US Congress to revise police access to emails

A 30 year old law dating to 1986 allows police officers in the US to read emails without warrant - that could soon change if Congress passes a new law.

US Congress to revise police access to emails

World Bulletin / News Desk

An old law that currently allows police officers in the US to obtain and read emails without a warrant could soon be updated if Congress passes law.

A report in Russia Today explains, that with only a few weeks into the 114th Congress, lawmakers are considering revising the 30 yr old law in the ECPA, the Electronic Communications Privacy Act, which includes a provision that allows law enforcement officers to obtain emails from servie providers without require a warrant if the communication in question exits on a 3rd party server for more than 6 months.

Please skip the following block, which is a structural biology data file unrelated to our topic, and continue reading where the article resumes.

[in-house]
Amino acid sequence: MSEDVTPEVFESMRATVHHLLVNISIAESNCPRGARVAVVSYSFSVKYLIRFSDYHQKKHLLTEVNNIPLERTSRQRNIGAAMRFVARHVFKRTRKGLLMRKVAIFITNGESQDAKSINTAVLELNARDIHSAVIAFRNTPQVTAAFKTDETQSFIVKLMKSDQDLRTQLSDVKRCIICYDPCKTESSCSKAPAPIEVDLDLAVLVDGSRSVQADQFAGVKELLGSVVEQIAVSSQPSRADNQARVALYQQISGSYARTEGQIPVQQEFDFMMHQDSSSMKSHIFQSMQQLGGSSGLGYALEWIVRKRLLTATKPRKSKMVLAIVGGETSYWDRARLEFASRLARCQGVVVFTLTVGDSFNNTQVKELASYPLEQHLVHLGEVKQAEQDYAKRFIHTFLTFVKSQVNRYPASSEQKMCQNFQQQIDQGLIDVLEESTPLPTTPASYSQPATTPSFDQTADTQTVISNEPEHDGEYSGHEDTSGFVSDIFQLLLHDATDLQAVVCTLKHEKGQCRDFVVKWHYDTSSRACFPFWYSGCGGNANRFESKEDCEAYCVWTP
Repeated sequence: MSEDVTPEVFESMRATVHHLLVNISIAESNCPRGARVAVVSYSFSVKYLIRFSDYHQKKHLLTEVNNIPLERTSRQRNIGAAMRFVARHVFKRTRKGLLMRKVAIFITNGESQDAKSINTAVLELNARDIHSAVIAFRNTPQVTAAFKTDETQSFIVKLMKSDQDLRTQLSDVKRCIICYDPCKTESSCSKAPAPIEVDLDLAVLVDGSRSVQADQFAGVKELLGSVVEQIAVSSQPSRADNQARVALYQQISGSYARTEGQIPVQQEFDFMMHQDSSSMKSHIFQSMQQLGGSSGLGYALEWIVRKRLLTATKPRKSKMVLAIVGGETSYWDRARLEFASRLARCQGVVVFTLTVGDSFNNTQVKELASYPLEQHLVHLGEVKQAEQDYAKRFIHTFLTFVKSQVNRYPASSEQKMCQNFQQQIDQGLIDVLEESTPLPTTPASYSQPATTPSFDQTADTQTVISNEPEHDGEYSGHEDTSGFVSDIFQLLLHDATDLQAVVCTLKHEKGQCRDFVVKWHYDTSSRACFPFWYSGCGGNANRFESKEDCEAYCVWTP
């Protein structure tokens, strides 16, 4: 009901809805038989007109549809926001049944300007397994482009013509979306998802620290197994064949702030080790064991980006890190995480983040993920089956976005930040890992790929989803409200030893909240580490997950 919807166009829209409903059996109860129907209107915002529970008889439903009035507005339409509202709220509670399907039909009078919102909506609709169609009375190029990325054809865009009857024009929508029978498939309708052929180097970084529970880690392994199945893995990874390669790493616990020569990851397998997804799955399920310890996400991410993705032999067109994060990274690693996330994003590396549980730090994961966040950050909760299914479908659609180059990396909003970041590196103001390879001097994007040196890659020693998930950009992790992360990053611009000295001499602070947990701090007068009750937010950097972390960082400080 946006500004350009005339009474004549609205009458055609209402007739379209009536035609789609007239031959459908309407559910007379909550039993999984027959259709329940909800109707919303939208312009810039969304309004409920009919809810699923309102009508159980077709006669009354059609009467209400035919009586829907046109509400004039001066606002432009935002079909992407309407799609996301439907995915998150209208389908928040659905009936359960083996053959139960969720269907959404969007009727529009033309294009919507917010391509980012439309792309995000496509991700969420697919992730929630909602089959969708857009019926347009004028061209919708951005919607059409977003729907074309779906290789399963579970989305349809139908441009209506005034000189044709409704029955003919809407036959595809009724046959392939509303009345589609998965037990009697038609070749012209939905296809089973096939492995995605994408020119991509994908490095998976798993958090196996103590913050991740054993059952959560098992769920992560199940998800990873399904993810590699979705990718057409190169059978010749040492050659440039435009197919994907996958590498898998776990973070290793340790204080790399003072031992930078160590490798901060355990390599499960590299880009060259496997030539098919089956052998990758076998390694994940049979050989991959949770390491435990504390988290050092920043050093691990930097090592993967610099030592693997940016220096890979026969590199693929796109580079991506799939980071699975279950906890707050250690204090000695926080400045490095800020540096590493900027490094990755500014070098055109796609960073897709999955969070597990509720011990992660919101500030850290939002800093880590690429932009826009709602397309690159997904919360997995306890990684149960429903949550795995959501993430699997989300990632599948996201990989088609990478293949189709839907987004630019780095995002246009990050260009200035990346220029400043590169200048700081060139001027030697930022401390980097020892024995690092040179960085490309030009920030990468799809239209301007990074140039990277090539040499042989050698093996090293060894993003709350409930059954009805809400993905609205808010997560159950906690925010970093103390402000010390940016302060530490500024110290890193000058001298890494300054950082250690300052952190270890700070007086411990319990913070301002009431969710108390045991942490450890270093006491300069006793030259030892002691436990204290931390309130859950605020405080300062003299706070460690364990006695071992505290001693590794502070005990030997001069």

With Cloud technology allowing email users to store emails on email servers rather than on personal computers allowing them to access their email from any email device, this also allows investigators to access emails from service providers. Congress representatives are putting their weight behind the update so that law officers must obtain a warrant before they ask any service providers for personal messages or information they may disclose location information.

Senators Patrick Leahy and Mike Lee urged colleagues in Congress to reform the ECPA, acknowledging that past efforts did have significant results but not enough to get any results.

Güncelleme Tarihi: 04 Şubat 2015, 14:02